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Security consultants future

© September 2005 Tony Lawrence

My nephew's son has just started college. He doesn't really know what he wants to do with his life. but does seem to have some interest in the computer field. His maternal grandfather has suggested that he learn about security and while I don't think that's bad advice, I don't agree that it's necessarily a ticket to a great career.

Right now, security consultants do very well, but that's not going to last. Not so many years ago, someone conversant with integrating TCP/IP, Appletalk and Token Ring networks was in high demand, and a certification in that area was worth quite a bit. Today, very few people use anything but TCP/IP and if they do have any mixed network needs, off the shelf hardware can handle it with very little expertise needed. The same thing will happen with security: routers and switches and the computers themselves will have everything they need built in, which means small need for high priced experts.

The computer field changes very rapidly. I think studying security is a great idea, but I wouldn't necessarily plan on that being a life time job plan.

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Thu Sep 22 14:59:15 2005: 1110   BigDumbDinosaur

The computer field changes very rapidly. I think studying security is a great idea, but I wouldn't necessarily plan on that being a life time job plan.

Put another way, there was a time when guys who could rebuild a steam locomotive were highly employable. Not any more!

Thu Sep 22 16:11:31 2005: 1113   rbailin


Could you please fix up (link)
to again allow & show comments? It's been broken for several days

Also, could you provide a link for website feedback/problems such
as this, perhaps at the bottom of each page, or on the contacts page?


Thu Sep 22 16:21:03 2005: 1114   TonyLawrence

Sorry Bob - I know it's broken )because of a change elsewhere) and just haven't had time to fix. Will try to get to it over the weekend.

Home page is ok for comments like this..

Fri Sep 30 02:25:12 2005: 1134   AndrewStott

Sorry, I have to take exception with some of your statements. While IT Security won't always be as "hot" as it is right now, it will likely continue to be a crucial part of the industry. As systems, applications, networks, and technology itself becomes more complex there will be an even stronger need for highly skilled security experts. This is because the attacks themselves become more complex to both identify and to defend against. Of course, since I'm a security professional you might assume that I'm biased...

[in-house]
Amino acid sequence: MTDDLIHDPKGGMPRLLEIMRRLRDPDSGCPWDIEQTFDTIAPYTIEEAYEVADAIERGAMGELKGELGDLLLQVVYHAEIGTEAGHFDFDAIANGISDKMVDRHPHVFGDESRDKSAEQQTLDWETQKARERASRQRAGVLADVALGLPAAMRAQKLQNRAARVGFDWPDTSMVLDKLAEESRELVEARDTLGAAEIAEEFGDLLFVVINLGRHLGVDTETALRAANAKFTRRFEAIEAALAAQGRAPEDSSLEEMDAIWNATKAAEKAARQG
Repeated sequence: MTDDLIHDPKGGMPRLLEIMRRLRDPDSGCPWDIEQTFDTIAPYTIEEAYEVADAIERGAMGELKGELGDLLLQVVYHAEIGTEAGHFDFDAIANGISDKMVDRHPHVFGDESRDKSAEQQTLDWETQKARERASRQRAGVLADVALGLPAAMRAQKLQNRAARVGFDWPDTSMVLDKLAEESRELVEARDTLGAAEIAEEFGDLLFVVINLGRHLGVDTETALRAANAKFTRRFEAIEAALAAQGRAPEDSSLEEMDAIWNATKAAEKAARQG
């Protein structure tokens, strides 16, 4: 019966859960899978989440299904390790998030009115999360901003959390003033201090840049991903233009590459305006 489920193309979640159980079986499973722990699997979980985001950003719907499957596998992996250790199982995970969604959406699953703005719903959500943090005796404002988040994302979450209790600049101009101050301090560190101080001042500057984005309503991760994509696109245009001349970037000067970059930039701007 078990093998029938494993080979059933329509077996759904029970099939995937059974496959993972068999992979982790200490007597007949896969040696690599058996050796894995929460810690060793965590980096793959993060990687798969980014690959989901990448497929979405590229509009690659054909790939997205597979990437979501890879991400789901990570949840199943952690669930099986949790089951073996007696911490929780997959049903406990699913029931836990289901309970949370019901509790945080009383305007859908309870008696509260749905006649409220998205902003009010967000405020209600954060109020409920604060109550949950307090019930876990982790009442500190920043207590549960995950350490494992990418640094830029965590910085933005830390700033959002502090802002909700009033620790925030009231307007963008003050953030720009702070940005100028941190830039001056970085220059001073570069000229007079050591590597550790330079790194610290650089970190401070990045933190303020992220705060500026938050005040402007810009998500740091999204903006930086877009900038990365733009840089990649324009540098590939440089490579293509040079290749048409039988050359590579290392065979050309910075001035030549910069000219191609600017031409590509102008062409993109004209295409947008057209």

In reference to your router/switch/computer comment, I don't know quite what you meant by "everything they need" will be "built-in." First of all, technology can go a long way towards helping to address security issues -- AV, firewalls, encryption, etc all help to make systems more secure. But an improperly configured piece of technology, or one that has flaws, can be counterproductive. After all, Security is a process, not a point solution. Worse comes to worse, if you're right and technology (and not people) is the answer in the end, someone still has to design the technology, right?

In regards to your analogies, to equate specific network protocols with a subject as varied as Security just isn't correct. It'd be much more accurate to equate Networking and Security, or Programming and Security. If you mean to say a networking expert skilled in a few specific technologies 10 years ago who didn't learn anything new over that period wouldn't be as useful today, you're of course correct since technologies and their implementations change. But the same would be true for a programmer or sysadmin from 1995. If instead they were to rely on their foundations while adapting to their changing fields they would find much greater job security in the long run.

If you're nephew's son is considering focusing on a specific topic (such as Windows XP host security or PHP 5 secure coding best practices) and trying to build a career around it, he will unfortunately be out of a job in short order. If he studies Information Security and truly enjoys it, however, he will likely find a wealth of subjects he can pursue. Current examples that come to mind are Application Security, Compliance, Identity Management, and many others. While studying IT Security won't be a "ticket" to anything, if combined with other general Computer Science or technology curriculum, it will certainly provide a strong foundation that he can build upon later.

As with any technical field, it is crucial to grow and devlop throughout your career. This is especially true in the IT industry, and even more so in Security. Best of luck to your nephew's son.

(And BTW, looks like a great site.)

Thu Sep 29 19:28:57 2005: 1137   TonyLawrence

OK, if we're both still alive in 2o years, we'll see who was right?


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